Before you get jiggy with oregano though it is important to take note of some important safety cautions. The phenols which give it its strength, which include a good antibacterial action (Bowles, 2003), are also famed for their skin irritant capacity. Due to its carvacrol and thymol levels Oregano is also a strong mucous membrane irritant - think nose and mouth. This means that care must be taken when inhaling it. Oregano essential oil is totally contraindicated when pregnant or breastfeeding (including via inhalation), for toxicity reasons. Apply extreme caution if using with young children, or on diseased, broken or hypersensitive skin (there are lots of other excellent essential and/or base oils you can use in these cases instead). Tisserand (2014) recommends a sensible 1.1% maximum when applying oregano to the skin. By repeating his recommendation here we are making it clear that we do not advise applying it undiluted! Also be aware that oregano may interfere with some medication regimes, particularly blood thinners, so check with your medical practitioner or a suitably qualified aromatherapist if this applies to you.

Blend Suggestions

Oregano is one of those special essential oils which, on a day-to-today basis, may sit quietly in your oil box. However when the clinical need is acute (and the skin is healthy) it packs a powerful therapeutic punch, thus earning a rightful place in every aromatherapist’s toolkit. The Greek name oregano loosely means ‘joy of the mountains’ (Bown, 2001). As we head towards the depths of winter, why not pick up a bottle and gently inhale the warmth and joy that oregano brings.

Love Your Joints
If the change of seasons triggers achy joints, try gently applying this blend into affected areas twice daily. The total amount of essential oils are given make-up 2% of the total blend.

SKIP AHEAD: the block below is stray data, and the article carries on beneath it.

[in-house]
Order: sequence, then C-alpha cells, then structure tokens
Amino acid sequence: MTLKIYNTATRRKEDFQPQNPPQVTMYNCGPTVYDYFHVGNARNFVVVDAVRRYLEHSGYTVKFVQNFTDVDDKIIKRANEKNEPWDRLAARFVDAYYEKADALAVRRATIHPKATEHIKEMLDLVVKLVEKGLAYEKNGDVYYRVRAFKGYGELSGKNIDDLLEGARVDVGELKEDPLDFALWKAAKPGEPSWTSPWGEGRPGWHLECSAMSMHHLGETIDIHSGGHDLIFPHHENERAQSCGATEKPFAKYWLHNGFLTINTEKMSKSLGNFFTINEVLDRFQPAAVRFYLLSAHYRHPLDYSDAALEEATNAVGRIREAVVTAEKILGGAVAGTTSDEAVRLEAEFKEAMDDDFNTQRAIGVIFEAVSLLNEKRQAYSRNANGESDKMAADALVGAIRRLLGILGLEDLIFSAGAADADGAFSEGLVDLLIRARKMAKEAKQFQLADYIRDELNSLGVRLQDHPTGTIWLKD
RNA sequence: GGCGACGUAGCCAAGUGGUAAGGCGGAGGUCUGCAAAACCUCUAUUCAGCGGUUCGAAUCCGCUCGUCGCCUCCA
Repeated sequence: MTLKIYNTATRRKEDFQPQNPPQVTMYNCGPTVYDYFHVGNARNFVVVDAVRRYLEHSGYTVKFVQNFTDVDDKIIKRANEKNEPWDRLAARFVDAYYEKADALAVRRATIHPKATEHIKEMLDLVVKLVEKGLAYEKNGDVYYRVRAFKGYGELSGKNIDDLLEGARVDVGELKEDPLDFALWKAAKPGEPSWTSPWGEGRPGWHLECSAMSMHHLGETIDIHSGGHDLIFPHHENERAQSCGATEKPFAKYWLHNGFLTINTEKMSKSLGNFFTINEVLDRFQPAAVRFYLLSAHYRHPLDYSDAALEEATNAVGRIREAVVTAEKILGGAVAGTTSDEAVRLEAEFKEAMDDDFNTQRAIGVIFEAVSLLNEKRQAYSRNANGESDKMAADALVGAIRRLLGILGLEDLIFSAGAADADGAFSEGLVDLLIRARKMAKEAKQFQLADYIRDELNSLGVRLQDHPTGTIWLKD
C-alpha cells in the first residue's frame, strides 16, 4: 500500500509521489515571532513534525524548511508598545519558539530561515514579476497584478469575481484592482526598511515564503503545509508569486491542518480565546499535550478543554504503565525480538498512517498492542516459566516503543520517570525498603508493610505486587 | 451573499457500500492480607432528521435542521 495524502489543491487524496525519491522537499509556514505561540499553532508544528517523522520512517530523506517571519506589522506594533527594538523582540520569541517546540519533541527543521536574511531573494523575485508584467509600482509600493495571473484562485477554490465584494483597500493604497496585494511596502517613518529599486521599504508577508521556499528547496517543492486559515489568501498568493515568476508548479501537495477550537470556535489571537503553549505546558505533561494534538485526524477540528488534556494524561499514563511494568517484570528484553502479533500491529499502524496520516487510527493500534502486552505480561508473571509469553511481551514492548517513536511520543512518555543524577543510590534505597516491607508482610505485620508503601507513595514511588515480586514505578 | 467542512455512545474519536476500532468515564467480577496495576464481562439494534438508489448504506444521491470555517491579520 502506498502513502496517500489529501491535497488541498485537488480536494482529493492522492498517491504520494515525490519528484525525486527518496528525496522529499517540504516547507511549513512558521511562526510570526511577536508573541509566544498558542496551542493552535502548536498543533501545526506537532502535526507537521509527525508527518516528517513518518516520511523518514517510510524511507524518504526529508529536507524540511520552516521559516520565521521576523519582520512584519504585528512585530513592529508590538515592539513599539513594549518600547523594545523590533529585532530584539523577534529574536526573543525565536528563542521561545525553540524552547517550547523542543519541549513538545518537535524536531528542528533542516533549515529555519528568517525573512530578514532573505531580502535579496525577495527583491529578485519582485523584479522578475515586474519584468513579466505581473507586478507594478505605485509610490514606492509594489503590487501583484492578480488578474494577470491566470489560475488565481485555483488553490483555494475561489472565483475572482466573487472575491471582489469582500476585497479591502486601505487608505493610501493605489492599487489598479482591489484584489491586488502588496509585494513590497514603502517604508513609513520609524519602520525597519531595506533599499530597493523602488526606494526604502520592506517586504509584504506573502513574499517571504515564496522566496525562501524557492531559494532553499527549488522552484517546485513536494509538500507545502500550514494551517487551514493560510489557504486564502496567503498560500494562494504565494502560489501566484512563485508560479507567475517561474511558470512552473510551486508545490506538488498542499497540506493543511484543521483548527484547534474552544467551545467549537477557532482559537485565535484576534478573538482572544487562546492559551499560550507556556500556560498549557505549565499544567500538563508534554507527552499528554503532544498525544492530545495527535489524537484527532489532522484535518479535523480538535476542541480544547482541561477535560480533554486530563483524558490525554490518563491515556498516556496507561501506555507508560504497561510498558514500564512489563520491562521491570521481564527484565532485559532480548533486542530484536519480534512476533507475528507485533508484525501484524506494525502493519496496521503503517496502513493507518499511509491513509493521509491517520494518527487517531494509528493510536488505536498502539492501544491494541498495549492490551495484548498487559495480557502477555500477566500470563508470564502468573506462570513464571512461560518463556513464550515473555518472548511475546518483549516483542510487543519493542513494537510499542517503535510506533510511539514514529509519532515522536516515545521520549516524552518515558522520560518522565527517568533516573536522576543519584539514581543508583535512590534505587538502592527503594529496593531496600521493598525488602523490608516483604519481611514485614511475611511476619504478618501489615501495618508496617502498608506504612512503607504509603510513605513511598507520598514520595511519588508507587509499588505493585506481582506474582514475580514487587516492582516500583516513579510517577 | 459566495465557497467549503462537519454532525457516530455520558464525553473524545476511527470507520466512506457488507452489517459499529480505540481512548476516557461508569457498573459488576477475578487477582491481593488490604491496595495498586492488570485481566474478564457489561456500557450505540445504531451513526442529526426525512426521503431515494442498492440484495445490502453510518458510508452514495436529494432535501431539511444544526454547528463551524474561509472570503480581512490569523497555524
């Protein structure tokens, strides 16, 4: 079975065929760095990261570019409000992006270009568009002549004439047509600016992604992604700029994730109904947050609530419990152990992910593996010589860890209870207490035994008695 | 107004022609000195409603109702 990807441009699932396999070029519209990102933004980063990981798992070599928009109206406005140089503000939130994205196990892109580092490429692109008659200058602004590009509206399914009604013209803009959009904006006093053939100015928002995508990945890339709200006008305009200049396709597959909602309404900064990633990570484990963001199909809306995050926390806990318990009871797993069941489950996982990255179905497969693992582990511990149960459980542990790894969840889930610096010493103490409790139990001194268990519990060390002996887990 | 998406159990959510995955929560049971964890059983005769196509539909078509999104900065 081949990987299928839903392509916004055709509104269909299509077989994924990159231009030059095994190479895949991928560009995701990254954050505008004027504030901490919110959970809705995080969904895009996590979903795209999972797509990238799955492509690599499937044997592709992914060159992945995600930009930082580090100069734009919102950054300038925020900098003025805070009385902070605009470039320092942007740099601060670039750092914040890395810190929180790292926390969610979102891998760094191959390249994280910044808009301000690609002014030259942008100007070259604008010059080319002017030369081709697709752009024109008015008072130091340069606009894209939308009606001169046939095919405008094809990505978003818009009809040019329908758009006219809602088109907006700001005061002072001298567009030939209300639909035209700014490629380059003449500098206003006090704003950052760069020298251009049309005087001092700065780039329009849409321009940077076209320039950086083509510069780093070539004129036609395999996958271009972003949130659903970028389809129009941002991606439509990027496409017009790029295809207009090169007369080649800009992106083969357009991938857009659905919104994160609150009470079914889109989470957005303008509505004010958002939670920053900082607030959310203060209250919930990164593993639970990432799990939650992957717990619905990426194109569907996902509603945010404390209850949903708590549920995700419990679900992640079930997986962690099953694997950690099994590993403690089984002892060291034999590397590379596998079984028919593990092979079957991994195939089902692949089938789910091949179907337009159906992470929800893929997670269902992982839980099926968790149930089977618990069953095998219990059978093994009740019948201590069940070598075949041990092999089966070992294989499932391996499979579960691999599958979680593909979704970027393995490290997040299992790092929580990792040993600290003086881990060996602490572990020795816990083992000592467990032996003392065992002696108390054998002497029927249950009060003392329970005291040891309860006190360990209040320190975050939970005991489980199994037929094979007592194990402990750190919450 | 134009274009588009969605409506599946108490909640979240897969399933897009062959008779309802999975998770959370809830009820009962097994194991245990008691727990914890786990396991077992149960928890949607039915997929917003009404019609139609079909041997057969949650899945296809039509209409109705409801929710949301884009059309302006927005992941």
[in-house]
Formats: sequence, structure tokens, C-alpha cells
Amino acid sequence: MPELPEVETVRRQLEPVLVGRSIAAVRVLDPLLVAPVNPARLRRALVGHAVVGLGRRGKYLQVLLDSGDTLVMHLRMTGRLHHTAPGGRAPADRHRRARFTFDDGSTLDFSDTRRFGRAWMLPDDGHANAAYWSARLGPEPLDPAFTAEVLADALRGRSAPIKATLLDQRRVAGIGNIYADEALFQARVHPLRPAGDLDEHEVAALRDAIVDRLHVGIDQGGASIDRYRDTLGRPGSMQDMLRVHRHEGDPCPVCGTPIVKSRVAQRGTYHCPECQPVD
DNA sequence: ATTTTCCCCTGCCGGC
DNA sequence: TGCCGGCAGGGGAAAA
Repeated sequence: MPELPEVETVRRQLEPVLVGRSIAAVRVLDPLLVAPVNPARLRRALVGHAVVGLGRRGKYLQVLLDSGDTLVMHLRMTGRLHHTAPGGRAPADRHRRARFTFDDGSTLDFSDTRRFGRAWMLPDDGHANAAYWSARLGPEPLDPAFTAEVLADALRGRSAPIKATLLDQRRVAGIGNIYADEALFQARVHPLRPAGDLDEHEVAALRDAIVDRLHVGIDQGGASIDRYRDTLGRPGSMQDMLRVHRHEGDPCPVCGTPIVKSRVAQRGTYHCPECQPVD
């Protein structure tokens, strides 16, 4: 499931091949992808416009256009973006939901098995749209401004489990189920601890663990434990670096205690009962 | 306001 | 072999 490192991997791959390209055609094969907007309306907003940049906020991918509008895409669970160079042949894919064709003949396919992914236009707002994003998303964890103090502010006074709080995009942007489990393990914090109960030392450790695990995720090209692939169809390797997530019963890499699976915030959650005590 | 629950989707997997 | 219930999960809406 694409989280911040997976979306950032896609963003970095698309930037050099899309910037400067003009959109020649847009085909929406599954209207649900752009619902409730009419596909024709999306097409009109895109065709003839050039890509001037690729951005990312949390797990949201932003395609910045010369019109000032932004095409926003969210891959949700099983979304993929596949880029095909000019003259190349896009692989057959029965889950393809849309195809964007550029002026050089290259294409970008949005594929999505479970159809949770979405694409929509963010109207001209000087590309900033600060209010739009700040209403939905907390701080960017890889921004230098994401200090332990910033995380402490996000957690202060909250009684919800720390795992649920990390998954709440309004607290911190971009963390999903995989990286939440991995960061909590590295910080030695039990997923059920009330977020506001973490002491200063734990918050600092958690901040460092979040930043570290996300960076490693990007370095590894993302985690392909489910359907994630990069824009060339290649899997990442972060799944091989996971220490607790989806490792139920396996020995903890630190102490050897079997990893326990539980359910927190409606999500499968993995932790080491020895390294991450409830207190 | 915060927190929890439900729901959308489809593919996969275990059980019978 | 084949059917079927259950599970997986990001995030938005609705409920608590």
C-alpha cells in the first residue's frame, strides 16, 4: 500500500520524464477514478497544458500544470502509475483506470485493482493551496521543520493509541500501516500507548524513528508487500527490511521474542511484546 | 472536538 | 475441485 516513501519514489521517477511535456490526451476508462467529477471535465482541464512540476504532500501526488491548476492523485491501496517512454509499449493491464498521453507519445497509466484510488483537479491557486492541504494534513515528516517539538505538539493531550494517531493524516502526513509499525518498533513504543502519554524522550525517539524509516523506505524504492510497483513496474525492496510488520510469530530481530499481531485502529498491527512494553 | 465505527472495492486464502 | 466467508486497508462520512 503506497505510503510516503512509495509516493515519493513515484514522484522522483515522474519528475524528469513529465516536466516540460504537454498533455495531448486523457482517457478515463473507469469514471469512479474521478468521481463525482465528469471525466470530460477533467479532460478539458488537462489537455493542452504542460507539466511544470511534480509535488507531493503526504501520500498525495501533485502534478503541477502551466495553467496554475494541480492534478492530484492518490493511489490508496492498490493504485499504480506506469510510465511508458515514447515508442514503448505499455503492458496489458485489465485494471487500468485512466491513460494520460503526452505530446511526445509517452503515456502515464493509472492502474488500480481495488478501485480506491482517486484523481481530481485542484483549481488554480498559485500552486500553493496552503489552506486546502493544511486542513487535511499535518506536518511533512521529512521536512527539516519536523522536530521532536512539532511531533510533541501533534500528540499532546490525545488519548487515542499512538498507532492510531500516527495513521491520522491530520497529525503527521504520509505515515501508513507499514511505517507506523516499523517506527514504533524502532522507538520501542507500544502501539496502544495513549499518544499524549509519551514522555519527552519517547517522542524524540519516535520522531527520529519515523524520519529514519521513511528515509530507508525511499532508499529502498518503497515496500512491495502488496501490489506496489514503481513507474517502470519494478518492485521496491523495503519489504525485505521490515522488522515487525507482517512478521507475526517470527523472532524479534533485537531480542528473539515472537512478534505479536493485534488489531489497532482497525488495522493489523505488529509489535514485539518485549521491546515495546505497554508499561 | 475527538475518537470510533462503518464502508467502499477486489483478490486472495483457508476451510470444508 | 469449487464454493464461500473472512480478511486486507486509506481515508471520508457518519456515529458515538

50ml bottle - washed and sterilised
15mls each of Arnica, Calendula and St John’s Wort macerated oils
5mls of avocado (or your favourite skin nourishing base oil)
Add essential oils:-
20 drops of Eucalyptus dives
17 drops German Chamomile (Matricaria chamomila)
5 drops Oregano (Origanum vulgare)
5 drops Blue Tansy (Tanacetum annum)
3 drops Lavender, high altitude (Lavandula angustifolia)

Emma Charlton
November 2021

REFERENCES
● Battaglia S (2003) The Complete Guide to Aromatherapy (second edition), Brisbane: The International Centre of Holistic Aromatherapy
● Bowles EJ (2003) The Chemistry of Aromatherapeutic Oils (3rd edition), Crows Nest Australia: Allen & Unwin
● Bown D (2001) Herbal The Essential Guide to Herbs for Living, London: Barnes & Noble Books
● Dropsmith (2021), Oregano profiles, accessed 01/11/21, available from https://app.dropsmith.com/oils?search=oregano
● Hilderbrand C (2016) Herbarium, London: Thames & Hudson
● LabAroma(2021), Oregano oil (profiles), available from https://app.labaroma.com/advanced-search/oregano, accessed 01/11/21
● Lawless J (1995) The Illustrated Encyclopedia of Essential Oils, Dorset, Massachusetts & Victoria: Element
● Peace Rhind J (2012) Essential Oils (second edition), London & Philadelphia; Singing Dragon
● Price L & Price S (2007) Aromatherapy for Health Professionals (4th Edition), Edinburgh, London etc; Churchill Livingstone Elsevier
● Tisserand R & Young R (2014) Essential Oil Safety (second edition), Edinburgh, London, New York et al: Churchill Livingstone Elsevier